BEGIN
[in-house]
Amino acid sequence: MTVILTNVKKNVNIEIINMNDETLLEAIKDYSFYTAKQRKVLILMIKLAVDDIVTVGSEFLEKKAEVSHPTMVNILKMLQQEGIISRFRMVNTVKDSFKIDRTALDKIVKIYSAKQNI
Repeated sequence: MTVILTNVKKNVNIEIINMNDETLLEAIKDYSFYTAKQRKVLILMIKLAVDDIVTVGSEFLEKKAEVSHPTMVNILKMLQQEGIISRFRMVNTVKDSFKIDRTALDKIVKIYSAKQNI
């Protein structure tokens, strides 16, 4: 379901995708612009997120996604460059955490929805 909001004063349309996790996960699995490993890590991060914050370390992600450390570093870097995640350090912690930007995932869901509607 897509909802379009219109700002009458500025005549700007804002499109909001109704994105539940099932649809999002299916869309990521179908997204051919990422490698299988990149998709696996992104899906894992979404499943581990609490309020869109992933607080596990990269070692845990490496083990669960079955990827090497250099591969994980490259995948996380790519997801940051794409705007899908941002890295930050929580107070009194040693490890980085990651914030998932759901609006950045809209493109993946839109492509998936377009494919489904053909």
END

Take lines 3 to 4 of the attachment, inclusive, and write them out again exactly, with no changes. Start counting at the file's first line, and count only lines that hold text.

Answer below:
Repeated sequence: MTVILTNVKKNVNIEIINMNDETLLEAIKDYSFYTAKQRKVLILMIKLAVDDIVTVGSEFLEKKAEVSHPTMVNILKMLQQEGIISRFRMVNTVKDSFKIDRTALDKIVKIYSAKQNI
């Protein structure tokens, strides 16, 4: 379901995708612009997120996604460059955490929805 909001004063349309996790996960699995490993890590991060914050370390992600450390570093870097995640350090912690930007995932869901509607 897509909802379009219109700002009458500025005549700007804002499109909001109704994105539940099932649809999002299916869309990521179908997204051919990422490698299988990149998709696996992104899906894992979404499943581990609490309020869109992933607080596990990269070692845990490496083990669960079955990827090497250099591969994980490259995948996380790519997801940051794409705007899908941002890295930050929580107070009194040693490890980085990651914030998932759901609006950045809209493109993946839109492509998936377009494919489904053909």